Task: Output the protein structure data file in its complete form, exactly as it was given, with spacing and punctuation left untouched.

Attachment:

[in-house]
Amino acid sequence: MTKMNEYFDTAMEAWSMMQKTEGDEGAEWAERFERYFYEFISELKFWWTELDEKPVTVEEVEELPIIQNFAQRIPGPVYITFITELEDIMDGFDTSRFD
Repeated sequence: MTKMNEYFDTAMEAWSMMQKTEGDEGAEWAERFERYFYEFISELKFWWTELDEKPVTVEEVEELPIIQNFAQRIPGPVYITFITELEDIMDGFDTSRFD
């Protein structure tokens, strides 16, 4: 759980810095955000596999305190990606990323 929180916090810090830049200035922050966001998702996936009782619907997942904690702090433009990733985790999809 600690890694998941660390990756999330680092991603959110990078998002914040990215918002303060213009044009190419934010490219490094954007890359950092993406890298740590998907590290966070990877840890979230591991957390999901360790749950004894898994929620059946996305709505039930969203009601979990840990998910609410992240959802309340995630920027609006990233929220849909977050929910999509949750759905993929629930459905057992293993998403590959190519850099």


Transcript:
[in-house]
Amino acid sequence: MTKMNEYFDTAMEAWSMMQKTEGDEGAEWAERFERYFYEFISELKFWWTELDEKPVTVEEVEELPIIQNFAQRIPGPVYITFITELEDIMDGFDTSRFD
Repeated sequence: MTKMNEYFDTAMEAWSMMQKTEGDEGAEWAERFERYFYEFISELKFWWTELDEKPVTVEEVEELPIIQNFAQRIPGPVYITFITELEDIMDGFDTSRFD
């Protein structure tokens, strides 16, 4: 759980810095955000596999305190990606990323 929180916090810090830049200035922050966001998702996936009782619907997942904690702090433009990733985790999809 600690890694998941660390990756999330680092991603959110990078998002914040990215918002303060213009044009190419934010490219490094954007890359950092993406890298740590998907590290966070990877840890979230591991957390999901360790749950004894898994929620059946996305709505039930969203009601979990840990998910609410992240959802309340995630920027609006990233929220849909977050929910999509949750759905993929629930459905057992293993998403590959190519850099």